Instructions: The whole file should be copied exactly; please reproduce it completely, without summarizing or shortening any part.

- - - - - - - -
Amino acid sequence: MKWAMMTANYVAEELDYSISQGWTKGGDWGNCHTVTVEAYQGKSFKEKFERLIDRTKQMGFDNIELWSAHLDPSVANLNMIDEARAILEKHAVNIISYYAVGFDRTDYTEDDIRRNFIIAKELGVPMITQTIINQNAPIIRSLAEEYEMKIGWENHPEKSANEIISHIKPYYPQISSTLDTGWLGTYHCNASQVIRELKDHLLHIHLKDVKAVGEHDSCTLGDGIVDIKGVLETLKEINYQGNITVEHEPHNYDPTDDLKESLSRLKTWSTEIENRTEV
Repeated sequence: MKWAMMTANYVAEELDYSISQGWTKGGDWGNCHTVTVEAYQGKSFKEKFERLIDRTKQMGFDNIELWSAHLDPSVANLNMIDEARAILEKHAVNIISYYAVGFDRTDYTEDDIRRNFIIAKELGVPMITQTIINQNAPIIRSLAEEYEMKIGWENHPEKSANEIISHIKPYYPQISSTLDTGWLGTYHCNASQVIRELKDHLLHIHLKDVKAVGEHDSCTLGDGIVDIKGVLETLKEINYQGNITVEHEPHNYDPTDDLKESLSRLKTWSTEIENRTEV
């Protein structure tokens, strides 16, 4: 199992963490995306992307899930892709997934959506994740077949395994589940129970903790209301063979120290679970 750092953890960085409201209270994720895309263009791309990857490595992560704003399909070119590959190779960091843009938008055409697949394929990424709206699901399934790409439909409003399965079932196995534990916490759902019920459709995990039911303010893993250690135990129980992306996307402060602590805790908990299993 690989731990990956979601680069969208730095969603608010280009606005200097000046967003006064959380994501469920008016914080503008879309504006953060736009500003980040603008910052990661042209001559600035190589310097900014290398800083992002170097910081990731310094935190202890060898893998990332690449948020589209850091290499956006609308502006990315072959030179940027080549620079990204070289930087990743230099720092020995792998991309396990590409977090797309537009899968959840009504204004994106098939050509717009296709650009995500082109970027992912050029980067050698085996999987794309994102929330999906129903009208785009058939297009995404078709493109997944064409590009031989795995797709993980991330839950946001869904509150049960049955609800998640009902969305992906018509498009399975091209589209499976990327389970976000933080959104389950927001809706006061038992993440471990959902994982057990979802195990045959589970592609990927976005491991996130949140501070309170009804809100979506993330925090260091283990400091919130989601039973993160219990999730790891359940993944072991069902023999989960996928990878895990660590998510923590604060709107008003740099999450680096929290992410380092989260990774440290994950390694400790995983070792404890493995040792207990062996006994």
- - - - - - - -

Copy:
Amino acid sequence: MKWAMMTANYVAEELDYSISQGWTKGGDWGNCHTVTVEAYQGKSFKEKFERLIDRTKQMGFDNIELWSAHLDPSVANLNMIDEARAILEKHAVNIISYYAVGFDRTDYTEDDIRRNFIIAKELGVPMITQTIINQNAPIIRSLAEEYEMKIGWENHPEKSANEIISHIKPYYPQISSTLDTGWLGTYHCNASQVIRELKDHLLHIHLKDVKAVGEHDSCTLGDGIVDIKGVLETLKEINYQGNITVEHEPHNYDPTDDLKESLSRLKTWSTEIENRTEV
Repeated sequence: MKWAMMTANYVAEELDYSISQGWTKGGDWGNCHTVTVEAYQGKSFKEKFERLIDRTKQMGFDNIELWSAHLDPSVANLNMIDEARAILEKHAVNIISYYAVGFDRTDYTEDDIRRNFIIAKELGVPMITQTIINQNAPIIRSLAEEYEMKIGWENHPEKSANEIISHIKPYYPQISSTLDTGWLGTYHCNASQVIRELKDHLLHIHLKDVKAVGEHDSCTLGDGIVDIKGVLETLKEINYQGNITVEHEPHNYDPTDDLKESLSRLKTWSTEIENRTEV
């Protein structure tokens, strides 16, 4: 199992963490995306992307899930892709997934959506994740077949395994589940129970903790209301063979120290679970 750092953890960085409201209270994720895309263009791309990857490595992560704003399909070119590959190779960091843009938008055409697949394929990424709206699901399934790409439909409003399965079932196995534990916490759902019920459709995990039911303010893993250690135990129980992306996307402060602590805790908990299993 690989731990990956979601680069969208730095969603608010280009606005200097000046967003006064959380994501469920008016914080503008879309504006953060736009500003980040603008910052990661042209001559600035190589310097900014290398800083992002170097910081990731310094935190202890060898893998990332690449948020589209850091290499956006609308502006990315072959030179940027080549620079990204070289930087990743230099720092020995792998991309396990590409977090797309537009899968959840009504204004994106098939050509717009296709650009995500082109970027992912050029980067050698085996999987794309994102929330999906129903009208785009058939297009995404078709493109997944064409590009031989795995797709993980991330839950946001869904509150049960049955609800998640009902969305992906018509498009399975091209589209499976990327389970976000933080959104389950927001809706006061038992993440471990959902994982057990979802195990045959589970592609990927976005491991996130949140501070309170009804809100979506993330925090260091283990400091919130989601039973993160219990999730790891359940993944072991069902023999989960996928990878895990660590998510923590604060709107008003740099999450680096929290992410380092989260990774440290994950390694400790995983070792404890493995040792207990062996006994």